||This article may be expanded with text translated from the corresponding article in the Japanese Wikipedia. (April 2013)|
|Primary outflows||Oirase River|
|Surface area||61.1 km²|
|Average depth||71 m|
|Max. depth||327 m|
|Water volume||4.19 cubic kilometers|
|Shore length1||46 km|
|Surface elevation||400 metres (1,312 ft)|
|1 Shore length is not a well-defined measure.|
Lake Towada (十和田湖 Towada-ko?) is the largest crater lake in Honshū island, Japan. Located on the border between Aomori and Akita prefectures, it lies 400 meters (1,800 ft) above sea level and is 327 m (1,073 ft) deep, drained by the Oirase river. With a surface area of 61.1 km², Towada is Japan's 12th largest lake, its bright blue color is due to its great depth. The lake is roughly circular, with two peninsulas extending from its southern shore approximately one-third into the center of the lake.
The lake is a popular tourist destination.
Lake Towada occupies the caldera of an active volcano, with large scale volcanic eruptions occurring approximately 55,000, 25,000 and 13,000 years ago. The most recent eruption left traces of pyroclastic flows as far away as the modern city of Aomori. The lake is a double caldera in that the inlet between its two peninsulas (called the “Nakaumi”) is the remnant of a secondary caldera which erupted and collapsed approximately 5400 years ago. The mountain continued to erupt well into the historical period, with the last recorded eruption occurring in 915 AD, devastating the surrounding area with pyroclastic flows, and covering most of the Tōhoku region of Japan with volcanic ash, leading to crop failures, climate change and famines.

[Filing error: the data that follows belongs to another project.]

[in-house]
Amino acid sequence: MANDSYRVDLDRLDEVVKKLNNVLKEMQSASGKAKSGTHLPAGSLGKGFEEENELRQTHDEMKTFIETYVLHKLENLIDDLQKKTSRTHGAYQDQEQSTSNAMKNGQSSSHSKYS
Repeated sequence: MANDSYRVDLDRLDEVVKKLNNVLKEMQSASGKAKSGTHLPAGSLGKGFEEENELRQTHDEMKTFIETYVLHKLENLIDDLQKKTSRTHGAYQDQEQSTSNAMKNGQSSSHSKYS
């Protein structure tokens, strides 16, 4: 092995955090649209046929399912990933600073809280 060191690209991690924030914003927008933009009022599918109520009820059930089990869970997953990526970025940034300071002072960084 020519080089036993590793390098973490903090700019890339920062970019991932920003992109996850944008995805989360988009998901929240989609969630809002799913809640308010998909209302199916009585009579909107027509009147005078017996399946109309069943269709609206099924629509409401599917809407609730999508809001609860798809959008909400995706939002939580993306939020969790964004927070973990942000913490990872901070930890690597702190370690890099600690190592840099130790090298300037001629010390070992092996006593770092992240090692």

The area around Lake Towada remained largely wilderness until towards the end of the Edo period, when the Nambu clan of Morioka Domain attempted large scale land reclamation projects at Sanbongihara (modern Towada) using the Oirase River for irrigation. In 1903, largely through the efforts of Wainai Sadayuki, princess trout were introduced into Lake Towada. The lake now also has rainbow trout, cherry salmon, carp, Carassius, Japanese eel. The surrounding forests are temperature deciduous, and are primarily Erman’s birch and Siebold’s beech.
The lake was selected by the Tokyo Nichi Nichi Shimbun and Osaka Mainichi Shimbun as one of the Eight Scenic Views of Japan in 1927. In 1936, the lake and surrounding areas became part of Towada National Park.
In 1953, in order to popularize the lake and the park, a sculpture of two women titled “The Maiden Statue” by Kōtarō Takamura was dedicated at the lakeshore as part of the park's 15th anniversary celebration. It was the last work by that noted sculptor.
- List of Special Places of Scenic Beauty, Special Historic Sites and Special Natural Monuments
- Tourism in Japan
- Southerland, Mary and Britton, Dorothy. The National Parks of Japan. Kodansha International (1995). ISBN 4-7700-1971-8
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